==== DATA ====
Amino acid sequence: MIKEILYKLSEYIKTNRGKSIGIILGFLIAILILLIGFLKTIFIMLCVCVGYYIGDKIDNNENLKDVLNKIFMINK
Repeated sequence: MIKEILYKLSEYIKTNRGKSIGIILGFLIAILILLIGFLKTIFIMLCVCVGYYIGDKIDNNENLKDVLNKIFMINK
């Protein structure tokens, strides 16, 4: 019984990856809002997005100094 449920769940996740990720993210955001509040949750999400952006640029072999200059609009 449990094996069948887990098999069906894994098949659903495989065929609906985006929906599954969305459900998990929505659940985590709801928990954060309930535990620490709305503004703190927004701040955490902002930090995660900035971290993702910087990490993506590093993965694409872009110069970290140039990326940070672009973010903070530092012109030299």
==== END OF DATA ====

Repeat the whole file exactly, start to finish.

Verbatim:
Amino acid sequence: MIKEILYKLSEYIKTNRGKSIGIILGFLIAILILLIGFLKTIFIMLCVCVGYYIGDKIDNNENLKDVLNKIFMINK
Repeated sequence: MIKEILYKLSEYIKTNRGKSIGIILGFLIAILILLIGFLKTIFIMLCVCVGYYIGDKIDNNENLKDVLNKIFMINK
């Protein structure tokens, strides 16, 4: 019984990856809002997005100094 449920769940996740990720993210955001509040949750999400952006640029072999200059609009 449990094996069948887990098999069906894994098949659903495989065929609906985006929906599954969305459900998990929505659940985590709801928990954060309930535990620490709305503004703190927004701040955490902002930090995660900035971290993702910087990490993506590093993965694409872009110069970290140039990326940070672009973010903070530092012109030299």